Black Box Thinking

How do organisations handle mistakes?

James Dyson is famous as a designer, inventor and entrepreneur; and he’s also famous for his mistakes.
Indeed, he made over five thousand of them, in trial and error, before the first Dyson vacuum cleaner appeared.
But he is fine about this.
‘Creative breakthroughs always begin with multiple failures. This brilliant book shows how true invention lies in the understanding and overcoming of these failures, which we must learn to embrace.’
The book he refers to is Matthew Syed’s recently-published ‘Black box thinking’ which chronicles the damage done to business by the growth of the blame culture in organisations, where mistakes cease to be creative.
(Oh, and leaves employees spending most of their working hours covering their backs.)
The title arises from the aviation industry which, in 1978, changed direction. In short, the United Airline 173 disaster of that year prompted the industry to adopt a different approach to disaster.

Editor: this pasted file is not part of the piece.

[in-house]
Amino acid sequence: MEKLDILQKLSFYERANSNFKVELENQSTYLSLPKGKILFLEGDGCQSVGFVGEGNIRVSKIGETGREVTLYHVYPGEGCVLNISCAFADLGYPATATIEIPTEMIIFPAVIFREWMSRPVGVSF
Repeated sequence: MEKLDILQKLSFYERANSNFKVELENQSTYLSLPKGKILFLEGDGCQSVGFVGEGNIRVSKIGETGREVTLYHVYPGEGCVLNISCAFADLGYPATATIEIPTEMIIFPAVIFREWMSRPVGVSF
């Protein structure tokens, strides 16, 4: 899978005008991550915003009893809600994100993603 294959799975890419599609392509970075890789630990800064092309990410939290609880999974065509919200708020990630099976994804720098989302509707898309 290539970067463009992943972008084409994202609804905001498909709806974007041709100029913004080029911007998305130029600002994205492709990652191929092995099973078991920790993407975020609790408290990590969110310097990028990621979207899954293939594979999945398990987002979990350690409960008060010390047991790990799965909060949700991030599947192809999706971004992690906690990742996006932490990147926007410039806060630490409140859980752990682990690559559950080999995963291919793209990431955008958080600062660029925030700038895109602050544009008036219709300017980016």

They introduced two black boxes into each aircraft to provide the evidence of the failure. And crucially, they also welcomed a change in attitude in the industry, so that errors were not denied, but regarded as learning experiences.
This stands in clear contrast to many organisations today where the dead hand of fear still exists in relation to error; with the result that mistakes are hushed up rather than learned from.
Syed’s book – and it’s hardly a new proposition – invites people and organisations to stop being afraid of failure. It suggests the need for new systems in place a) for identifying mistakes and b) for learning from them to avoid them happening again.
It’s hard to disagree, but one footnote:
It’s not just about systems.
Whatever the system, the external culture of the company is dependent on the internal culture of the leadership.
If, for instance, the CEO is the self-punishing sort, fearful of blame themselves – not uncommon – then that’s the climate they will create around them.
The world we create around us is the world at play within us.
Once we can admit and allow our own mistakes, and treat ourselves compassionately, we may be ready to help our organisation towards kind and creative black box thinking.